My first problem is the dialogue. There isn’t a lot of it. You have a lot of room here to tell a story, but it isn’t being used properly. You could get in a lot of character building and world building, even for a short story, but instead you decide to go with what seems to be the absolute minimum of dialogue in order to get the story across. While that means it’s very lean, it’s also means it’s a fast read. Having enough dialogue vs having too much dialogue is a tightrope we have to walk every time we sit down to write. I think you fell off on the too little side. It’s pretty easy to cut dialogue and restate things in a way that takes less words; it’s more difficult to add dialogue to something when there isn’t a lot there to begin with.

The big thing, though, is the playing with Time. Let me see if I can explain this properly.

Characters can break the fourth wall and talk directly to the audience. I have no problem with that at all. However, if they already know what’s going to happen, then questions arise: how do they know this information, and where in the timestream are they right now if they’re breaking the fourth wall? It isn’t paradox, but it definitely messes up the flow of Time within the story.

How can he know what’s going to take place, as he’s also moving forward in the same flow of time as the story itself? It’s one thing to say I’m going to punch Moe in the face , and it’s quite another to say Moe is going to punch me in the face. Both contain Moe, but one has an action that you have control over (punching Moe in the face) and can thus predict, and the other has an action you have no control over (being punched in the face by Moe), and is thus more difficult to predict.

Unless he’s psychic, and I don’t believe he is.

I’m not even going to talk about punctuation. I’ve either been broken, or I’ve seen the light. One is just sad, and the other is scary.


Panel 1) Medium shot. WISE and FRIEND are sitting opposite each other at a simple rectangle shaped table. WISE is on the left, FRIEND on the right. The table has a table number on one edge, the table number is 7. There are a number of cards on the table on both sides to show they are in the middle of the game. (Why are you re-describing the scene we are still in?) WISE is holding his play hand in front of him looking at the card FRIEND has just played, he has a surprised expression. FRIEND is placing a card on the table from his play hand; FRIEND’s body language is one of confidence. It would be best if we didn’t see what the symbol on the card played by FRIEND is.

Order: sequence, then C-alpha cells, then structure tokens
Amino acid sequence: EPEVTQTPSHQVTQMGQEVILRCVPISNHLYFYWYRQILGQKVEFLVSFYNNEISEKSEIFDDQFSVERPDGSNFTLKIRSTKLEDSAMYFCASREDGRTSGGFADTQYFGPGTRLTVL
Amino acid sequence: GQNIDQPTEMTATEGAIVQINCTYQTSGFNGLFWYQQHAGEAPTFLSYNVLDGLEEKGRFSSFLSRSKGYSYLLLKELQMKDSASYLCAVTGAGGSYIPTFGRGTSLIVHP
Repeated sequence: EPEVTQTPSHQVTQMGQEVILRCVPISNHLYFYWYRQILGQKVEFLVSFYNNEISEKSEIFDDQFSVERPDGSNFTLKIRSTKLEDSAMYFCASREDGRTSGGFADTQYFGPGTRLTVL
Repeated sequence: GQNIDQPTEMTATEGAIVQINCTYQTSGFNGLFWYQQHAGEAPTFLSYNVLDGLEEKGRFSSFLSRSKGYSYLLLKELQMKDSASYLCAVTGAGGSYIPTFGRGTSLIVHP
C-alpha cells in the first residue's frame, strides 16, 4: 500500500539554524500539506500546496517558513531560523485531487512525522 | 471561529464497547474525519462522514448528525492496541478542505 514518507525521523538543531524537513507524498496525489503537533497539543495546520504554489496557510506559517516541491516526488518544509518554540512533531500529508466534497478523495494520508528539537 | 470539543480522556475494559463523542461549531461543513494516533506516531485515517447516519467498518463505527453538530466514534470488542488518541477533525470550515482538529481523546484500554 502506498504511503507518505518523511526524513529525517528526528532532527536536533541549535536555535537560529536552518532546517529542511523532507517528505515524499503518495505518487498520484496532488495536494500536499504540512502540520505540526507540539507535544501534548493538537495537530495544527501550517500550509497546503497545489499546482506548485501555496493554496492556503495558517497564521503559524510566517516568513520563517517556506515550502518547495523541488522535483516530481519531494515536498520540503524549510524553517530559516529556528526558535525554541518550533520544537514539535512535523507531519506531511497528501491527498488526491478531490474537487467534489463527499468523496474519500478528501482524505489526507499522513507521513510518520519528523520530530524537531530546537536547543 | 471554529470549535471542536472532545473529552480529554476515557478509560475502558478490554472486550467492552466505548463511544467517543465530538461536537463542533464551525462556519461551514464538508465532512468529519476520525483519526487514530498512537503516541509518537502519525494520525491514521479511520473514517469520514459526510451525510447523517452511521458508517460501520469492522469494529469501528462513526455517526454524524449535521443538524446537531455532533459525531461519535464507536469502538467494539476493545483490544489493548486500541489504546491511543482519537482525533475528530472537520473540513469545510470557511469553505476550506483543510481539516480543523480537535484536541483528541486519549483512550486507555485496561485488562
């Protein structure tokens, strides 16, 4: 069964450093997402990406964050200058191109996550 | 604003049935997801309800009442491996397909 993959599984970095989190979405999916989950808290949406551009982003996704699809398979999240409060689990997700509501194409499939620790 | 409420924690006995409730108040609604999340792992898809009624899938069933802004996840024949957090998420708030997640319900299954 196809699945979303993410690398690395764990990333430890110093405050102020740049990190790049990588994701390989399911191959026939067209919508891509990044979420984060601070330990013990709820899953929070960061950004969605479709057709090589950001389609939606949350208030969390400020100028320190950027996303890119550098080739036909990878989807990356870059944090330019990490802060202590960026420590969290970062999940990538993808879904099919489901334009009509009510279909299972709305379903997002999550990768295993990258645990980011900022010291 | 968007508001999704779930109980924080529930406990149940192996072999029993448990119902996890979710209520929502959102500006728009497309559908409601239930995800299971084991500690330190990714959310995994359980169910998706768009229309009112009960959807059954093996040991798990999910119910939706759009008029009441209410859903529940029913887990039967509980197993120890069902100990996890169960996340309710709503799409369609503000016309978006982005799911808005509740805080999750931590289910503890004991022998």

WISE: That wasn’t in your deck last night? (Is that a question?) That card wrecks me! (I don’t get CCG’s. The object is to win the game, I get that, but to get upset over something like this? The object is to win the game, right?)

OPPONENT: Added it this morning.

Panel 2) Medium shot. Similar to panel above. WISE and FRIEND are sitting opposite each other at a simple rectangle shaped table. WISE is on the left, FRIEND on the right. The table has a table number on one edge, the table number is 7. (Again? Huh?) WISE is sitting back in his chair, arms crossed. His body language and facial expression is of a person who is annoyed/sulking. FRIEND is smiling, holding his hand out over the table to shake hands.

FRIEND: Close game.

WISE: Why would you add that card?

FRIEND: Come on, I had to tech for combo decks. (I don’t understand this sentence.)